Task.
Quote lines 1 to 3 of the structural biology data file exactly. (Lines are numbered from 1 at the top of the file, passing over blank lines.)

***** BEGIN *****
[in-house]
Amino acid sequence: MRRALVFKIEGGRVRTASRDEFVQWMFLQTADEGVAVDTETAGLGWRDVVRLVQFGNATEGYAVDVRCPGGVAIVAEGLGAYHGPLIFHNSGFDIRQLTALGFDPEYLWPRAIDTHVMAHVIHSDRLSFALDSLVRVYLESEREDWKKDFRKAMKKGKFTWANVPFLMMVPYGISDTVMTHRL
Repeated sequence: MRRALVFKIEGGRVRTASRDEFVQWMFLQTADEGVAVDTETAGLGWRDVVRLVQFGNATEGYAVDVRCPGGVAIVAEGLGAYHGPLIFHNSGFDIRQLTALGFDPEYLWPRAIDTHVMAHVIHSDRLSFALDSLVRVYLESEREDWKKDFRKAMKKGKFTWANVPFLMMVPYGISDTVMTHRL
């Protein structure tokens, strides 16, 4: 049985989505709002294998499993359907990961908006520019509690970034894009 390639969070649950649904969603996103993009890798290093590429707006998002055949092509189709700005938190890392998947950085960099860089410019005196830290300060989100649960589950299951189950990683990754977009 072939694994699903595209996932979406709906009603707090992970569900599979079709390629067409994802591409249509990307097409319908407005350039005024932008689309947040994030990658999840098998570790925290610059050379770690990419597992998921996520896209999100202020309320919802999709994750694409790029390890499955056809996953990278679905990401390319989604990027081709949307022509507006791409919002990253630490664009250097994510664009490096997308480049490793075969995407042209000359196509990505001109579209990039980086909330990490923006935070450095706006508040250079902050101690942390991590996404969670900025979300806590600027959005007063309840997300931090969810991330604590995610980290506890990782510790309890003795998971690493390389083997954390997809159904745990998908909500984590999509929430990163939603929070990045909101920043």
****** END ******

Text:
[in-house]
Amino acid sequence: MRRALVFKIEGGRVRTASRDEFVQWMFLQTADEGVAVDTETAGLGWRDVVRLVQFGNATEGYAVDVRCPGGVAIVAEGLGAYHGPLIFHNSGFDIRQLTALGFDPEYLWPRAIDTHVMAHVIHSDRLSFALDSLVRVYLESEREDWKKDFRKAMKKGKFTWANVPFLMMVPYGISDTVMTHRL
Repeated sequence: MRRALVFKIEGGRVRTASRDEFVQWMFLQTADEGVAVDTETAGLGWRDVVRLVQFGNATEGYAVDVRCPGGVAIVAEGLGAYHGPLIFHNSGFDIRQLTALGFDPEYLWPRAIDTHVMAHVIHSDRLSFALDSLVRVYLESEREDWKKDFRKAMKKGKFTWANVPFLMMVPYGISDTVMTHRL